Format: DVD from Cortland Public Library on the new portable.
I don’t swing the word “hate” around that often, but I hate Eli Roth. Of all of the films I have seen and all of the various directors whose work I have dealt with, none have made me want to punch someone more than Eli Roth. I’m constantly and consistently disappointed in Rob Zombie, Tarantino’s self-indulgence bothers me, and Zack Snyder doesn’t deserve what reputation he seems to have earned, but none of them make me go into full-on punching mode like Eli Roth. I’ve put off watching Cabin Fever for as long as I felt I legitimately could. I just wanted it in the rearview mirror. So here we are.
This is going to end up being a short review, because Cabin Fever doesn’t deserve more than that, and neither does Eli Roth. This is the story of five people who, despite the fact that two of them are women, are the most frat brother assholes you have ever encountered. They all go to a (sigh) cabin in the woods for a week-long getaway where they all contract a horrible flesh-rotting disease and die terribly. The end.
I would love to tell you there’s more to it than that, but there genuinely isn’t. The characters in this movie are the worst people I’ve encountered in a film in a long, long time. They aren’t actively evil or murderous; they’re just awful human beings, the kind of people that come to mind when you think of “privilege.” They’re smug, stupid, and the kind of people who seem to think that the rest of the world exists specifically for their benefit. And, everyone else they encounter with one or two exceptions, is exactly the same in that respect.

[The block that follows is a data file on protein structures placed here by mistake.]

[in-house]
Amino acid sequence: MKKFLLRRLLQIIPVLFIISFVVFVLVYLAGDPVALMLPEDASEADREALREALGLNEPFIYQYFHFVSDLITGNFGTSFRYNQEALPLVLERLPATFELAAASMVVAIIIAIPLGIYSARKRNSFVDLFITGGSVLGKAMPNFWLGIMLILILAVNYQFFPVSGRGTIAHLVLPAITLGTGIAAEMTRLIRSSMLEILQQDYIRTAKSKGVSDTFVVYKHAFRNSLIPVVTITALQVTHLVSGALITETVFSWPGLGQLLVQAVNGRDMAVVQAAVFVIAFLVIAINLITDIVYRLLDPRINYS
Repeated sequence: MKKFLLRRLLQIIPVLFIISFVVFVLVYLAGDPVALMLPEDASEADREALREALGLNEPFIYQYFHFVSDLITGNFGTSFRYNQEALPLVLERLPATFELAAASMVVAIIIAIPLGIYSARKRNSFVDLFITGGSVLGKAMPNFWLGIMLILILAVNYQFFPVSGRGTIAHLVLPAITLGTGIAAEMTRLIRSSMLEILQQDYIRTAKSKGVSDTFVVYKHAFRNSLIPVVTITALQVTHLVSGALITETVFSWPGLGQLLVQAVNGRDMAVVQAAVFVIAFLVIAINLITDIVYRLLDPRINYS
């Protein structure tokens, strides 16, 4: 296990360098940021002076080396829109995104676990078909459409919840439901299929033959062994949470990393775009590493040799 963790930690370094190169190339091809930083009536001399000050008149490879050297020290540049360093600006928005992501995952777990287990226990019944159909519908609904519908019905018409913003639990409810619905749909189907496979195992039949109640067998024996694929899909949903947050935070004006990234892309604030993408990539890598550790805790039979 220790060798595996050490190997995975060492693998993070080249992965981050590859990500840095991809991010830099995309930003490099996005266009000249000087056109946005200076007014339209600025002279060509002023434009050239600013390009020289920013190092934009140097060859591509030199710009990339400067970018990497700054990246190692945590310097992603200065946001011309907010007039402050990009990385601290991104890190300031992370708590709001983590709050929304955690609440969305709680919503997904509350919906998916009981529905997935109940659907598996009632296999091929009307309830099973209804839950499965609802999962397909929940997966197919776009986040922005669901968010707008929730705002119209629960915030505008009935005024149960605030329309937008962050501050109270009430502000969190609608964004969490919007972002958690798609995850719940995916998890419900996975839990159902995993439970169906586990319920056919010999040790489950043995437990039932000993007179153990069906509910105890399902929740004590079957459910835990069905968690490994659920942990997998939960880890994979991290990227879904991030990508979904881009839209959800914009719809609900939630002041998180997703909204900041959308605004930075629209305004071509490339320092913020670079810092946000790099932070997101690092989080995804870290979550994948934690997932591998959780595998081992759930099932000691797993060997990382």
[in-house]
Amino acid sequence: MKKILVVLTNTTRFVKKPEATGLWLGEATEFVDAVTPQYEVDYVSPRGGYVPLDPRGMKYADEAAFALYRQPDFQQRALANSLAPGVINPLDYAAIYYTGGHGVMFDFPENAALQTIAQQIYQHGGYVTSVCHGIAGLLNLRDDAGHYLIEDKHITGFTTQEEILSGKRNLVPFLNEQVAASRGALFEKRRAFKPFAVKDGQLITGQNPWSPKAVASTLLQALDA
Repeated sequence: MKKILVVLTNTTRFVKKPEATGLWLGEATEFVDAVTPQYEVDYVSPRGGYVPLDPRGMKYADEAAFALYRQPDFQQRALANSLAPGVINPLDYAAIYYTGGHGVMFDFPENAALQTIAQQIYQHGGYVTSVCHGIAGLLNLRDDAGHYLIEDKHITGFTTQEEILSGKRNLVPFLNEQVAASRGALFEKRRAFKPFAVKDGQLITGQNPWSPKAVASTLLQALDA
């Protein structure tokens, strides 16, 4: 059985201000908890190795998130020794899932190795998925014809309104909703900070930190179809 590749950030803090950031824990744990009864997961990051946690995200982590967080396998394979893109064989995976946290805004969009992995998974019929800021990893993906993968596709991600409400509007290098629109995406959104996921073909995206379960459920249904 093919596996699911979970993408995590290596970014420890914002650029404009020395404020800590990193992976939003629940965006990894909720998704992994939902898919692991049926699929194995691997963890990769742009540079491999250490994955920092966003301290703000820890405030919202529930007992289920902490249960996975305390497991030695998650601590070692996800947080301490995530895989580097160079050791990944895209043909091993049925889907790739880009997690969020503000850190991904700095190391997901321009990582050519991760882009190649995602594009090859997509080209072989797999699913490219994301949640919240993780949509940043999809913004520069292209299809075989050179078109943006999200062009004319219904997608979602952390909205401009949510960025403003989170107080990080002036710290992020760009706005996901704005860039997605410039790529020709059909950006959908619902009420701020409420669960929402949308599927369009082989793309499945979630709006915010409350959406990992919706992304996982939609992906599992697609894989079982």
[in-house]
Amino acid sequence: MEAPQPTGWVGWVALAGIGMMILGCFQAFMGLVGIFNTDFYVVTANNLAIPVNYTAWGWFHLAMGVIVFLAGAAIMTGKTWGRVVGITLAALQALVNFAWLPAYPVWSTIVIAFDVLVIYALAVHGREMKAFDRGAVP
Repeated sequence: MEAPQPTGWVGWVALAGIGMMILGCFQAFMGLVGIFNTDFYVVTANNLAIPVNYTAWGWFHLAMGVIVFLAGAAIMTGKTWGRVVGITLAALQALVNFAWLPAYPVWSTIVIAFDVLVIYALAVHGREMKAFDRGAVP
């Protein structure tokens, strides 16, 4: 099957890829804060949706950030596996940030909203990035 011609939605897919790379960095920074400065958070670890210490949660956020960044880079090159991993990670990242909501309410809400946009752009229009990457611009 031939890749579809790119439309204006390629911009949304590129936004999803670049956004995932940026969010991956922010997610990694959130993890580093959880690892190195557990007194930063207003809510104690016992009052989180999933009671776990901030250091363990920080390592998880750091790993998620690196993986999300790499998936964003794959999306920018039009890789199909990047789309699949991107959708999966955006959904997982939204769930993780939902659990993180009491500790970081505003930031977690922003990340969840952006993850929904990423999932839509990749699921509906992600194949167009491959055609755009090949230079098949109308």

So let’s talk a couple of specifics. Our group of five is made of up three men and two women who have a distinct paucity of redeemable character traits. We can start with Jeff (Joey Kern), who abandons everyone else, including his girlfriend, when he discovers that there is a terrible flesh-melting disease in the area. His girlfriend is Marcy (Cerina Vincent), who is more than happy to jump into bed with Paul (Rider Strong) when Jeff runs off. As for Paul, he’s interested in Karen (Jordan Ladd), but doesn’t hesitate to have sex with Marcy once Karen is fully infected—something he discovers while trying to have sex with her. And then there is Bert (James DeBello), who is the frattiest of frat brothers, unable to take anything seriously until it’s clear that he’s about to die. Most of the trouble comes from Bert, by the way, who can’t stop doing things like accidentally shooting people.
I hate every one of these characters. I hate all of the people they interact with. I hate the fact that they throw words like “gay” and “retarded” around like they don’t matter. I hate that when Paul confronts a cop who he’s interacted with before (Giuseppe Andrews), the cop’s main concern is that Paul has broken up the underage drinking party rather than the fact that he intentionally infects a couple of the kids. This doesn't even touch the completely unnecessary N-word drop early in the film, Roth's attempt to be "edgy" and "dangerous."
So, anyway, I don’t care about these characters. I don’t care about their flesh-eating bacteria disease. I have absolutely no emotional response to them dying, and legitimately, neither do they. None of them have any response to anyone else’s death other than elation that they aren’t the ones who died. This is actually as morally repellent as Roth’s Hostel, and that’s really saying something.
You know what I liked about this movie? It ended. And even that tried to cop an ending off Romero's Night of the Living Dead. Cabin Fever doesn't belong in the same sentence as Romero's film, and Roth doesn't have the talent to kiss Romero's ass.
Fucking Eli Roth.
Why to watch Cabin Fever: You have 90 minutes you don’t want back?
Why not to watch: Because Eli Roth is a terrible human being.